If you are running Open vSwitch v2.10 or newer, it has additional coverage counters:
$ ovs-appctl coverage/show | grep -E "mac_learning_|Event" Event coverage, avg rate over last: 5 seconds, last minute, last hour, hash=0ddb1578: mac_learning_learned 0.0/sec 0.000/sec 10.6514/sec total: 38345 mac_learning_expired 0.0/sec 0.000/sec 2.2756/sec total: 8192 mac_learning_evicted 0.0/sec 0.000/sec 8.3758/sec total: 30153 mac_learning_moved 0.0/sec 0.000/sec 0.0000/sec total: 1
Explanation of the above:
mac_learning_learned: Shows the total number of learned MAC entries
mac_learning_expired: Shows the total number of expired MAC entries
mac_learning_evicted: Shows the total number of evicted MAC entries, that is, entries moved out due to the table being full
mac_learning_moved: Shows the total number of "port moved" MAC entries, that is, entries where the MAC address moved to a different port
Now, how can you determine which bridge has an FDB wrapping issue? For v2.9 and earlier, it’s a manual process of dumping the FDB table a couple of times, using the command
ovs-appctl fdb/show, and comparing the entries.
For v2.10 and higher a new command was introduced,
ovs-appctl fdb/stats-show, which shows all the above statistics on a per-bridge basis:
$ ovs-appctl fdb/stats-show ovs0 Statistics for bridge "ovs0": Current/maximum MAC entries in the table: 8192/8192 Total number of learned MAC entries : 52779 Total number of expired MAC entries : 8192 Total number of evicted MAC entries : 36395 Total number of port moved MAC entries : 1
NOTE: The statistics can be cleared with the command
ovs-appctl fdb/stats-clear, for example, to get a per-second rate:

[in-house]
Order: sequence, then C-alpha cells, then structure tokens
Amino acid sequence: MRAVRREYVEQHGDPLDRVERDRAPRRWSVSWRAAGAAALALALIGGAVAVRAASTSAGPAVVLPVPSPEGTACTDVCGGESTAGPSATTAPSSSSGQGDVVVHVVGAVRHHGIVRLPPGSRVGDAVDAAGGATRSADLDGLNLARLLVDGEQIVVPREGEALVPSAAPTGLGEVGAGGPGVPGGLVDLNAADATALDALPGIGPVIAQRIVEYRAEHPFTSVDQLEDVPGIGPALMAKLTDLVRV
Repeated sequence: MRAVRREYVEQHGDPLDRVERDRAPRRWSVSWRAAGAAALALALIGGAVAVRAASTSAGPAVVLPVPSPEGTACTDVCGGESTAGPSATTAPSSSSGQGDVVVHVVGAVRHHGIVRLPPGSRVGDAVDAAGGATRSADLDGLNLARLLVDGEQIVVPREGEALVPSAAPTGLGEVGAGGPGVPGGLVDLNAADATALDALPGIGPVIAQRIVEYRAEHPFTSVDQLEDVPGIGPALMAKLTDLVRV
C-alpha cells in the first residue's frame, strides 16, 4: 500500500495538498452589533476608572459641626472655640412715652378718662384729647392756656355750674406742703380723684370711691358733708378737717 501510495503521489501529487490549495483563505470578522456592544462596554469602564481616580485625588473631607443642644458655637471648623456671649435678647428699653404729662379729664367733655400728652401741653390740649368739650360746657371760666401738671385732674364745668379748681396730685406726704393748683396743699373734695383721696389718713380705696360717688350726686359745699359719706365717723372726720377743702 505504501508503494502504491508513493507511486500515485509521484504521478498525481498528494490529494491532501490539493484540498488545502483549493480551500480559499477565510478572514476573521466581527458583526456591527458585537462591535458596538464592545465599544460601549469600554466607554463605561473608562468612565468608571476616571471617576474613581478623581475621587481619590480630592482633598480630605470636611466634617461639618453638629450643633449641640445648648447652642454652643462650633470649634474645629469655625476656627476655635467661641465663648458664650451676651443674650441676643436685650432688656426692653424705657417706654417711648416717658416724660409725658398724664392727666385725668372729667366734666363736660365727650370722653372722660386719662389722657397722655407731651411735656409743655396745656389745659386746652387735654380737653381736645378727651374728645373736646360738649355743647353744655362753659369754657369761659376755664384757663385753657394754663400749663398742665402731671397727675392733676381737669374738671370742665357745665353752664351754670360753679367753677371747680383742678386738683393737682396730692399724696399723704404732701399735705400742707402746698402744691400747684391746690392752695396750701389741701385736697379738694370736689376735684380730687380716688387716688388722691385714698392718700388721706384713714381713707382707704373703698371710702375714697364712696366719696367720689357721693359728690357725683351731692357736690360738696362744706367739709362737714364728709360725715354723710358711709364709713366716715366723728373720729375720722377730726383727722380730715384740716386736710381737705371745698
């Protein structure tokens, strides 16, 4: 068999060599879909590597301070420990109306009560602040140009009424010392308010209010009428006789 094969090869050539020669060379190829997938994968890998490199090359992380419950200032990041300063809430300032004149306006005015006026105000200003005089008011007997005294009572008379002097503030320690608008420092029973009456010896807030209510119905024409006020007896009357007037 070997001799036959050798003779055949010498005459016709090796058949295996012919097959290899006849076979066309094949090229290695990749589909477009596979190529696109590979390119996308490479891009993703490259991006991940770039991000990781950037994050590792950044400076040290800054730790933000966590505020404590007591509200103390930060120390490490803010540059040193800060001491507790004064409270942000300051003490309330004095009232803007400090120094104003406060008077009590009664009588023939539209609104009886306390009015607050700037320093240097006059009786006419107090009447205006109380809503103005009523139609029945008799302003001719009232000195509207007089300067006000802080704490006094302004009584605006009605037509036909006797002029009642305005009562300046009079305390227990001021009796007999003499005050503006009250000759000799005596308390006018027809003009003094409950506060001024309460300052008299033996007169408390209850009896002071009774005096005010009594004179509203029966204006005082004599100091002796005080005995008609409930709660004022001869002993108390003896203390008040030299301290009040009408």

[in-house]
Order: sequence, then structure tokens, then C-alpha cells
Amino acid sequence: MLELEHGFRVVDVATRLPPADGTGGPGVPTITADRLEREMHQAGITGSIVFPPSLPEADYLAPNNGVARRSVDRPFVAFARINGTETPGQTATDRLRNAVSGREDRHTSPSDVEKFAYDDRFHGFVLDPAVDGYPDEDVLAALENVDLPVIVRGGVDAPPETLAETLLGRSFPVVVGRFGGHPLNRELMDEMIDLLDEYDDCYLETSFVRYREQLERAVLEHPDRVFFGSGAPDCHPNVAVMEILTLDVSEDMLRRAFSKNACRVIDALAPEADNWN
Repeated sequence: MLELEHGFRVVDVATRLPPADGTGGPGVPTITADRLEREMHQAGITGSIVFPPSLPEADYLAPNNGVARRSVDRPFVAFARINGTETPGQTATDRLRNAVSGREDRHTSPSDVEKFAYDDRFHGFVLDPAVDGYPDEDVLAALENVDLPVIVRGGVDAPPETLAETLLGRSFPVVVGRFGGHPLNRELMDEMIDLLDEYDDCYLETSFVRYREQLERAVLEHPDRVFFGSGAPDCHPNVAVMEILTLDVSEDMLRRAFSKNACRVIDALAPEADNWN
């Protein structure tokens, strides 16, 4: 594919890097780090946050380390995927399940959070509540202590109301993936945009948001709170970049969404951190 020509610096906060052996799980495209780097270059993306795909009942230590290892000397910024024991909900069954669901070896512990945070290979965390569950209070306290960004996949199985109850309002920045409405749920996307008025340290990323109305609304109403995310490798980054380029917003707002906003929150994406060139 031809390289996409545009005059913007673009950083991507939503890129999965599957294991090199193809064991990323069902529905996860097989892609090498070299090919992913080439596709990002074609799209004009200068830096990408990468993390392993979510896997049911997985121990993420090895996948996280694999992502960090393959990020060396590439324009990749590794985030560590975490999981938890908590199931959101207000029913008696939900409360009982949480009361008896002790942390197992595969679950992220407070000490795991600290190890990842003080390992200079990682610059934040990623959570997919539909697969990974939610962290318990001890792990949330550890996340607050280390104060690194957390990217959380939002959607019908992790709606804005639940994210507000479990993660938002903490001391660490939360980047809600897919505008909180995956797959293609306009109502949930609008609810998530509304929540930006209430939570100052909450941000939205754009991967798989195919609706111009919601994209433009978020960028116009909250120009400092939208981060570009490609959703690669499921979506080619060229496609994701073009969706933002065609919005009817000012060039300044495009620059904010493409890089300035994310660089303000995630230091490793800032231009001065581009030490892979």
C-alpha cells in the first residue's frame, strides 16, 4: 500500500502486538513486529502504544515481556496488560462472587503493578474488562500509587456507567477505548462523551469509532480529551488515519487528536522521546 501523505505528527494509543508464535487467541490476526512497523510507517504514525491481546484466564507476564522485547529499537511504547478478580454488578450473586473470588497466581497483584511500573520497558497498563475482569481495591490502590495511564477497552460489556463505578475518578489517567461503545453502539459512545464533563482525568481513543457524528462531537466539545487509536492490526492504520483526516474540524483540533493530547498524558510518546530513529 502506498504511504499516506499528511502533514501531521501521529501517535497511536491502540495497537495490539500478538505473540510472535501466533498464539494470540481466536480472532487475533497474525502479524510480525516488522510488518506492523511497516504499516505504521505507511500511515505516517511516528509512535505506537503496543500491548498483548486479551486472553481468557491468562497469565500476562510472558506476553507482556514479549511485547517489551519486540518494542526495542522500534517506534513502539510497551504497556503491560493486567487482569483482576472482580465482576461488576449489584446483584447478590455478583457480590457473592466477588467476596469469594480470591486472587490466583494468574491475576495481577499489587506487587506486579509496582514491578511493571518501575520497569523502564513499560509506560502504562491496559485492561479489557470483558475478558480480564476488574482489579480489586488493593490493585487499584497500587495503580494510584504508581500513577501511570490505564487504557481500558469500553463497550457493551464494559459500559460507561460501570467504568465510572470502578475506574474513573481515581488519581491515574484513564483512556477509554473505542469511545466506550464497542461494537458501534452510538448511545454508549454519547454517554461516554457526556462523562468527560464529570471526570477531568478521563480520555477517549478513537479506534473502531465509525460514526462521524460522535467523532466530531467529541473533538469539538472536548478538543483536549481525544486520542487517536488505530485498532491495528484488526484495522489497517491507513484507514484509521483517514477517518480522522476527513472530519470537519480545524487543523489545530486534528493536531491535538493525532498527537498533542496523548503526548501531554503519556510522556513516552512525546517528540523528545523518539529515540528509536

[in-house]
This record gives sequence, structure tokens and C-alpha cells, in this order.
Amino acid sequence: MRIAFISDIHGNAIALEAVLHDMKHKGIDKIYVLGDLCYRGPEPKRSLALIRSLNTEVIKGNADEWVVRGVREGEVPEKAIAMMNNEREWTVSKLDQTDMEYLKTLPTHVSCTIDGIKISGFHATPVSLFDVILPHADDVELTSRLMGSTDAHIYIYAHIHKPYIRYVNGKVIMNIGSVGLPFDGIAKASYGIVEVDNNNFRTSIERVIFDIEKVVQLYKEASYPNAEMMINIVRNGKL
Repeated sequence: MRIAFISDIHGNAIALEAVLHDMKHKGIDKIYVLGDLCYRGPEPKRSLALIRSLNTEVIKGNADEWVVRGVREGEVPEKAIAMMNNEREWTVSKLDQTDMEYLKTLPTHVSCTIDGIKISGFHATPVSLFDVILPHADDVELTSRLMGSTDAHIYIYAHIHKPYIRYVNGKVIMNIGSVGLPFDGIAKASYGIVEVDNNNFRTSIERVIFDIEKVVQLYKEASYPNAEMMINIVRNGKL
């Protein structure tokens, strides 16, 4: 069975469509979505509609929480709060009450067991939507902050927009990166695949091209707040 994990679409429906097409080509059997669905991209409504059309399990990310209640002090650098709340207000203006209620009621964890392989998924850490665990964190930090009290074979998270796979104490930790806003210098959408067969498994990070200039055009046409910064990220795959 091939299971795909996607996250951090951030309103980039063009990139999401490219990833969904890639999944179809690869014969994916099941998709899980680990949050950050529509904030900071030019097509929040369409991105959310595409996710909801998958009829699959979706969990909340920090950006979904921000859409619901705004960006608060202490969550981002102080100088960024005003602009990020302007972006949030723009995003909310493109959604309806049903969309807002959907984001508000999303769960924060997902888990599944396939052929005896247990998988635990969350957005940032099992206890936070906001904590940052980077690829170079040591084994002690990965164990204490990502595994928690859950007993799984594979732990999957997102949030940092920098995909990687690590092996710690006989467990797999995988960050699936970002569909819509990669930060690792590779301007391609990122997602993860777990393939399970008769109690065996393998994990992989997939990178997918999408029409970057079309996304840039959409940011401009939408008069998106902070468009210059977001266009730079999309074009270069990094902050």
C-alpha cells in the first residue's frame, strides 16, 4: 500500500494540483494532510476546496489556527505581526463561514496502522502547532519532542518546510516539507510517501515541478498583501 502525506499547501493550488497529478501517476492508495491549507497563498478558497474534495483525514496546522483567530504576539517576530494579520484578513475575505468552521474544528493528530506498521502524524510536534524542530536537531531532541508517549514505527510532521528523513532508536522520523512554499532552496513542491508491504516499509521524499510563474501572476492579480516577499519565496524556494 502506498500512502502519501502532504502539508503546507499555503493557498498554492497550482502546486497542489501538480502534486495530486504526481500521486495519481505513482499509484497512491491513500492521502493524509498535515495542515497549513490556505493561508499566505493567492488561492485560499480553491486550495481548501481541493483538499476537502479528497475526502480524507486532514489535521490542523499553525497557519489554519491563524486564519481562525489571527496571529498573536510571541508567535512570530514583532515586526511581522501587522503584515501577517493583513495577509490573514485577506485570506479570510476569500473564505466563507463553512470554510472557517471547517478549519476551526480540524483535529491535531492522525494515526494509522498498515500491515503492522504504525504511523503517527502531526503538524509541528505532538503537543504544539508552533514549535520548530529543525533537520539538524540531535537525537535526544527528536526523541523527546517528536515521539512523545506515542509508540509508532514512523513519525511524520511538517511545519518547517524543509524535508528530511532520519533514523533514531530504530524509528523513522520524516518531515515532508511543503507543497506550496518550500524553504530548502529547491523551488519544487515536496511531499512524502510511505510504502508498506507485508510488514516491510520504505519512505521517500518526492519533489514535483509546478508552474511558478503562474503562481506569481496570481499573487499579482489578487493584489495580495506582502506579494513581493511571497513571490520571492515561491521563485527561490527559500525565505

$ ovs-appctl fdb/stats-clear ovs0; sleep 1; ovs-appctl fdb/stats-show ovs0 statistics successfully cleared Statistics for bridge "ovs0": Current/maximum MAC entries in the table: 8192/8192 Total number of learned MAC entries : 1902 Total number of expired MAC entries : 0 Total number of evicted MAC entries : 1902 Total number of port moved MAC entries : 0
Fixing the FDB table size
With Open vSwitch, you can easily adjust the size of the FDB table, and it’s configurable per bridge. The command to do this is as follows:
ovs-vsctl set bridge <bridge> other-config:mac-table-size=<size>
When you change the configuration, take note of the following:
- The number of FDB entries can be from 10 to 1,000,000.
- The configuration is active immediately.
- The current entries are not flushed from the table.
- If a smaller number is configured than the number of entries currently in the table, the oldest entries are aged out. You can see this in the expired MAC entries statistics.
Why not change the default to 1 million and stop worrying about this? Resource consumption: each entry in the table allocates memory. Although Open vSwitch allocates memory only when the entry is in use, changing the default to a too-high value could become a problem, for example, when someone does a MAC flooding attack.
So what would be the correct size to configure? This is hard to tell and depends on your use case. As a rule of thumb, you should configure your table a bit larger than the average number of active MAC addresses on your bridge.
Simple script to see FDB wrapping effects
If you would like to experiment with the counters, the following reproducer script from Jiri Benc, which lets you reproduce the effects of FDB wrapping, will let you do this.
Create an Open vSwitch bridge:
$ ovs-vsctl add-br ovs0 $ ip link set ovs0 up
Create the reproducer script:
$ cat > ~/reproducer.py <<EOF #!/usr/bin/python from scapy.all import * data = [(str("00" + str(RandMAC())[2:]), str(RandIP())) for i in range(int(sys.argv))] s = conf.L2socket(iface="ovs0") while True: for mac, ip in data: p = Ether(src=mac, dst=mac)/IP(src=ip, dst=ip) s.send(p) EOF $ chmod +x ~/reproducer.py
NOTE: The reproducer Python script requires Scapy to be installed.
Start the reproducer:
$ ./reproducer.py 10000
Now you can use the counter commands in the previous troubleshooting section to see the FDB table wrapping information and then set the size of the FDB appropriately.
Additional Open vSwitch and Open Virtual Network resources
Many of Red Hat’s products, such as Red Hat OpenStack Platform and Red Hat Virtualization, are now using Open Virtual Network (OVN) a sub-project of Open vSwitch. Red Hat OpenShift Container Platform will be using OVN soon. Some other virtual networking articles on the Red Hat Developer blog: